I want to say that having the right kind of support team in place before your water breaks is an absolutely necessary piece of the puzzle. If your provider has a hard and fast rule about "having" to deliver within a certain time period, and will not respect you if you decide to make a researched medical decision and a calculated risk to give yourself more time, than you are left with two choices (A) not letting them know when your water broke/that your water broke before labor began or (B) go in when they tell you to (often as soon as your water breaks) and hope that your body complies to whatever time constraints are placed on you. However, if you are in the enviable position (as I was) of having a provider who not only believes in the body and its intrinsic ability, but also believes in women and their ability to make decisions than there is a third option, you can wait until labor begins with the knowledge and support of your provider. Even though I ultimately chose to go in to get my labor augmented with pit (after not going into active labor for almost 63 hours after my water broke), because the choice and the timing were clearly mine, I felt stronger in facing the augmentation and the (very slight) increased risk of repeat c-section and uterine rupture it represented for me and that is what made me capable of getting through the fifteen hours of pit labor including over four hours of pushing it took for me to have my successful VBAC. Yes, you read those numbers right. My provider believed in me enough to support me coming in over 60 hours after my water broke, supported me in an additional 11 hours of dilation, and then over four hours of pushing and did not take me in for an "emergency" c-section as many providers would have and considered it a true emergency. I was even "allowed" to get into the tub to ease my discomfort during labor and was not placed on "preventative" anti-biotics because I and my baby showed no sign of infection and never did come down with any kind of infection.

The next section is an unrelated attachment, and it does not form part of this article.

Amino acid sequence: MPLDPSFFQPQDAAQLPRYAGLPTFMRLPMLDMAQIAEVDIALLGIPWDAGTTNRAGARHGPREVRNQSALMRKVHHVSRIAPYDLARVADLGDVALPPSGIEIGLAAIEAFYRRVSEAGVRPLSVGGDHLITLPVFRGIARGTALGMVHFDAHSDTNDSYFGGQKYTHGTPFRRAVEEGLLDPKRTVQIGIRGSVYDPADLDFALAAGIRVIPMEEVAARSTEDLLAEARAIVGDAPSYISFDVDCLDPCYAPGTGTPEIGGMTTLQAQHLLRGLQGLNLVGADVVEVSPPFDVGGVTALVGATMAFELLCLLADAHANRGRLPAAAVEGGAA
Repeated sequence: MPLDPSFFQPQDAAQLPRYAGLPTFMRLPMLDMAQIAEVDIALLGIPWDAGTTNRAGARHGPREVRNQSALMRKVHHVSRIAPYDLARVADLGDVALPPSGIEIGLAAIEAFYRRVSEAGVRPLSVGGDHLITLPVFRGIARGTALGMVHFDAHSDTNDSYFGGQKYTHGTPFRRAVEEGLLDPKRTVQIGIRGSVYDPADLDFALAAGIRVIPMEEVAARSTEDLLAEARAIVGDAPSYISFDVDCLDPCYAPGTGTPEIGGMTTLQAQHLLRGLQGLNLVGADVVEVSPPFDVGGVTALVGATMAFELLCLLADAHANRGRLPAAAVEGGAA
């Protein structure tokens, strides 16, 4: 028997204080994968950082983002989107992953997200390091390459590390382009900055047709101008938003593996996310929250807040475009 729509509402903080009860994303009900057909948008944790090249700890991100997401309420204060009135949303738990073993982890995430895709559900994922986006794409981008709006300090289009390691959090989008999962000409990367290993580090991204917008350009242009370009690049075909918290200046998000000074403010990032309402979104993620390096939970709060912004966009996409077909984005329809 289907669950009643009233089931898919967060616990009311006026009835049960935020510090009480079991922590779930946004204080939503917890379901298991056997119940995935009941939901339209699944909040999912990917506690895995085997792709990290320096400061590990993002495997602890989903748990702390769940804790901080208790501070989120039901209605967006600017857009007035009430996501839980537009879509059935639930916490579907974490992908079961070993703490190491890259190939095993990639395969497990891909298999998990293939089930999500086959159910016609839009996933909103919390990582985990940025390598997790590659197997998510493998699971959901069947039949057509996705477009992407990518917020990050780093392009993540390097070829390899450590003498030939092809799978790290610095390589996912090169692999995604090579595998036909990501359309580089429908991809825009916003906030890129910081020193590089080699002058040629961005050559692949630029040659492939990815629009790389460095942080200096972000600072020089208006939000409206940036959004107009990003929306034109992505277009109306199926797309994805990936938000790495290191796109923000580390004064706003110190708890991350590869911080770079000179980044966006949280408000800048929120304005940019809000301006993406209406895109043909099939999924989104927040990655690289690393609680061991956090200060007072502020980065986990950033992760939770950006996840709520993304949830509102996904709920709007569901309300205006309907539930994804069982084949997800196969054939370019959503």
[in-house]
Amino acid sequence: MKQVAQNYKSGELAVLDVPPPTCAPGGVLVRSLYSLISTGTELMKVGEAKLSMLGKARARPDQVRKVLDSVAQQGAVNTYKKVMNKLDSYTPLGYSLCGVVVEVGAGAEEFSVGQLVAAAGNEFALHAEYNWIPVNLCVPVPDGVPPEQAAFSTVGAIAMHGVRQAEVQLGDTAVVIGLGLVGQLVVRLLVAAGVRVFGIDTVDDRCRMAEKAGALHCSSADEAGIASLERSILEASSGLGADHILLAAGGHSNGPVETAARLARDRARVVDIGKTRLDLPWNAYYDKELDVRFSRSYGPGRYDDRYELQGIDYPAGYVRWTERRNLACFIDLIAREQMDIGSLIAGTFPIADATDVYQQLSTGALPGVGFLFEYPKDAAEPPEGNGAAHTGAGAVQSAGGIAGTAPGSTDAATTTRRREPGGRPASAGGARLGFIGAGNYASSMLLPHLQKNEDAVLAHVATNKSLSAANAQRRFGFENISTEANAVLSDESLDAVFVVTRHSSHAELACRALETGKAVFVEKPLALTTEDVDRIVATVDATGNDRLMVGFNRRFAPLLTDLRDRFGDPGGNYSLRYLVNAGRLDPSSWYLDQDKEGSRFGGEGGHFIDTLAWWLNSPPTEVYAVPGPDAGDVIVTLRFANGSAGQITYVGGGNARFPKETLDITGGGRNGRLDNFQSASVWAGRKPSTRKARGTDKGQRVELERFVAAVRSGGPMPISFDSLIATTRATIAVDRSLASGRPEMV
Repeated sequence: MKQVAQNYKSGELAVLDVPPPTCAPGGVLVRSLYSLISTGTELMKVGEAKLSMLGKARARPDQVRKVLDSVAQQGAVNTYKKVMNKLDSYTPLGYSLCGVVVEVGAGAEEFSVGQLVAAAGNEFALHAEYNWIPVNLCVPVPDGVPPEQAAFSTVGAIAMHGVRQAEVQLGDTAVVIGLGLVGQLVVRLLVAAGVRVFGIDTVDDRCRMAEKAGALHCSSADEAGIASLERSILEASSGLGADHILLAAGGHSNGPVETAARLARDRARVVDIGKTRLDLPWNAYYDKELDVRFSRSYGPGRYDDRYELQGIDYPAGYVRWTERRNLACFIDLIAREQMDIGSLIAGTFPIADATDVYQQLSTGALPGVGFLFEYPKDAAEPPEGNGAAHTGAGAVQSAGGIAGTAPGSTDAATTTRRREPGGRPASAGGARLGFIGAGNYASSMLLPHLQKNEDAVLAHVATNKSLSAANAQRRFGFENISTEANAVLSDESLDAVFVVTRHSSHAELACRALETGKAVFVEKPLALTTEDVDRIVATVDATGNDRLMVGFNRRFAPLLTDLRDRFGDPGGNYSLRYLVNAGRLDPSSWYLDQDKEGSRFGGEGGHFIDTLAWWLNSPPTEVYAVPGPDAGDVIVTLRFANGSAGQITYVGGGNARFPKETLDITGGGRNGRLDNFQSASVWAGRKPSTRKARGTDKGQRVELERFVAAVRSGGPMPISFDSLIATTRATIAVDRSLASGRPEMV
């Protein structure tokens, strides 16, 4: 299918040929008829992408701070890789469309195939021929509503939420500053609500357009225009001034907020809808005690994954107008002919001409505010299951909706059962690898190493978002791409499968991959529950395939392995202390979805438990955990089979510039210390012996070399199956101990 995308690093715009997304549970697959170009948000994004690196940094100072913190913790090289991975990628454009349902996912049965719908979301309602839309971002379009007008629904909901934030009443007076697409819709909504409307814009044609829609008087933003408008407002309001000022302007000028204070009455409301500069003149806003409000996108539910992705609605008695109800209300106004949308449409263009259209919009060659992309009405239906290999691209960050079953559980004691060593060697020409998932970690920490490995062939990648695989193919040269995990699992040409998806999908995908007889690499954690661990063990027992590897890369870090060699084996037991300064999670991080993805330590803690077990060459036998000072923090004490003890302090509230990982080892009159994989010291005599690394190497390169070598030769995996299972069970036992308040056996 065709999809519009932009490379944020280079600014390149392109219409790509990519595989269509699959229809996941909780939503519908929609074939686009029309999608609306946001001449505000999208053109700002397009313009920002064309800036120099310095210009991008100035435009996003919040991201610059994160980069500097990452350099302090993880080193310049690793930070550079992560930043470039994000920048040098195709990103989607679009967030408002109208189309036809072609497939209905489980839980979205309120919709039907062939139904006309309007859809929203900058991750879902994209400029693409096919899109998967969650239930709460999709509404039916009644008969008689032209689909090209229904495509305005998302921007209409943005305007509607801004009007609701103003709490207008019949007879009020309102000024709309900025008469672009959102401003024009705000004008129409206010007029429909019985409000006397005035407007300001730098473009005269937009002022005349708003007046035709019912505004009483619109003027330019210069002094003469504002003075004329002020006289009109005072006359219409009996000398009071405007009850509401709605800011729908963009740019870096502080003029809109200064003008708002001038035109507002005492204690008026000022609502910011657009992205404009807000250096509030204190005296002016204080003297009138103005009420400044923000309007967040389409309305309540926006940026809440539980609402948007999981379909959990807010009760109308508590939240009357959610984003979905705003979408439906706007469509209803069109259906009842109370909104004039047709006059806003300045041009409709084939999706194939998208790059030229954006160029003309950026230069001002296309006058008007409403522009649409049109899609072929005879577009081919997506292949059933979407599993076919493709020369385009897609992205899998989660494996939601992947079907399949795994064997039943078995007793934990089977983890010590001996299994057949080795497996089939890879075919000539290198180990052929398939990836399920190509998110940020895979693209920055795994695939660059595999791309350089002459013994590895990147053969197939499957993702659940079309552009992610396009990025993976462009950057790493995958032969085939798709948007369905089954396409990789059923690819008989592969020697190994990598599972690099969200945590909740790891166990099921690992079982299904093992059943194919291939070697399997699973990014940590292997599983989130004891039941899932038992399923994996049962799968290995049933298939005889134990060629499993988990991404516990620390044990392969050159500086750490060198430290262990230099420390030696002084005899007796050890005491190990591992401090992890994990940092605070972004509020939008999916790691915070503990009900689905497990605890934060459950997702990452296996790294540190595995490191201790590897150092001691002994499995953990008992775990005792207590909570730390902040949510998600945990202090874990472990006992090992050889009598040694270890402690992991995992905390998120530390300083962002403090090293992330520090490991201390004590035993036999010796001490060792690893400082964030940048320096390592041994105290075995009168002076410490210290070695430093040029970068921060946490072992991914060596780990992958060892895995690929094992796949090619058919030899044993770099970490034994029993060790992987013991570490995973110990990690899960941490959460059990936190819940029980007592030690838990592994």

You should also know that there is a slightly increased chance of some serious infections if you do decide to wait after the 24 hour mark even if you don't go in for a cervical check, but the risk is way lower than going in for an immediate cervical check and then going over that same mark. If you do make the decision to wait it out (as I did), you should follow these guidelines to limit your chances of infection and keep both you and your baby healthy.